Trump orders elimination of student loan debt for thousands of disabled veterans

President TrumpDonald John TrumpTrump's newest Russia adviser, Andrew Peek, leaves post: report Hawley expects McConnell's final impeachment resolution to give White House defense ability to motion to dismiss Trump rips New York City sea wall: 'Costly, foolish' and 'environmentally unfriendly idea' MORE on Wednesday signed a memorandum directing the Department of Education to eliminate all federal student loan debt owed by tens of thousands of severely disabled veterans.

Trump signed the directive following a speech to AMVETS at the organization's 75th annual convention in Kentucky. The announcement drew applause from those in attendance, including Education Secretary Betsy DeVosElizabeth (Betsy) Dee DeVosMueller investigation witness pleads guilty to child sex crime charges Proposed changes to Title IX will not solve the problem of sexual assaults on college campuses US officials say Erik Prince may have violated Venezuela sanctions: report MORE.

"Nobody can complain about that, right?" Trump said. "The debt of these disabled veterans will be entirely erased. It will be gone. They can sleep well tonight."

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Trump said the memo will apply to more than 25,000 veterans who are "completely and permanently" disabled. Federal taxes will not be applied to the forgiven debt, he added.

"Veterans ... who have made such enormous sacrifices for our country should not be asked to pay any more," he said.

The president has made his support of the armed forces and veterans a calling card of his campaign speeches. He frequently boasts about the hundreds of billions of dollars in funding Congress has allocated in recent years to the military, and regularly cites initiatives to improve the Veterans Affairs Department.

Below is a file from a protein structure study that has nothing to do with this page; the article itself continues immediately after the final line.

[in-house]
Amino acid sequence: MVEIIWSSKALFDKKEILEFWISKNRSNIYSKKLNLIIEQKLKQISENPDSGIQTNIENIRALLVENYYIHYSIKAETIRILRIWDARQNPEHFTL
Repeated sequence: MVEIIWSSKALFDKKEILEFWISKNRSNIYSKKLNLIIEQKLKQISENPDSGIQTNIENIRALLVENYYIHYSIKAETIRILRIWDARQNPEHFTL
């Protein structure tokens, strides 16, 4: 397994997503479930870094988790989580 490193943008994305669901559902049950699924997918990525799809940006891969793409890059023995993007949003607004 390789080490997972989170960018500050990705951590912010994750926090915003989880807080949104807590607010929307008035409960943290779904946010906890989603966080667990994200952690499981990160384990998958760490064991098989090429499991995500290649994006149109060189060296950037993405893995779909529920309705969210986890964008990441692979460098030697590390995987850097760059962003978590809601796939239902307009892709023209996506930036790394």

Trump's Department of Education has faced criticism, however, for rolling back Obama-era protections for student borrowers.

Sens. Bernie SandersBernie SandersBiden alleges Sanders campaign 'doctored video' to attack him on Social Security record Sanders campaign responds to Biden doctored video claims: Biden should 'stop trying to doctor' public record The Memo: Sanders-Warren battle could reshape Democratic primary MORE (I-Vt.) and Elizabeth WarrenElizabeth Ann WarrenThe Memo: Sanders-Warren battle could reshape Democratic primary Environmental activists interrupt Buttigieg in New Hampshire Pence to visit Iowa days before caucuses MORE (D-Mass.) are among the prominent progressives who have pressed for legislation wiping out large swaths of student debt nationwide, arguing it would foster opportunity and combat income inequality.

Trump at one point told attendees that he would refrain from uttering his reelection slogan because the AMVETS appearance was funded by taxpayers and was "not a campaign speech." But he promptly said he hoped to "keep America great" and touched on a few of topics that regularly come up at his rallies with supporters.

Though he remained mostly on script, Trump recounted withdrawing from the "horrible" Iran nuclear deal, touted the economic boost that comes with manufacturing new military equipment and criticized the "fake news" as he pointed at the press gathered in the auditorium.

The president acknowledged a host of attendees, including Senate Majority Leader Mitch McConnellAddison (Mitch) Mitchell McConnellHawley expects McConnell's final impeachment resolution to give White House defense ability to motion to dismiss Democrats file brief against Trump, 'the Framers' worst nightmare' Iran resolution supporters fear impeachment will put it on back burner MORE (R-Ky.) and Kentucky Gov. Matt Bevin (R).

Trump praised McConnell as "somebody very special" and pledged to campaign for the GOP leader when he's up for reelection next year. The president was set to attend a fundraiser for Bevin later Wednesday in Louisville.

Earlier in the speech, Trump also recognized Woody Williams, a World War II veteran and Medal of Honor recipient.

"I wanted one, but they told me I don’t qualify, Woody," Trump quipped. "I say, 'can I give it to myself anyway?' They say, ‘I don’t think that’s a good idea.’”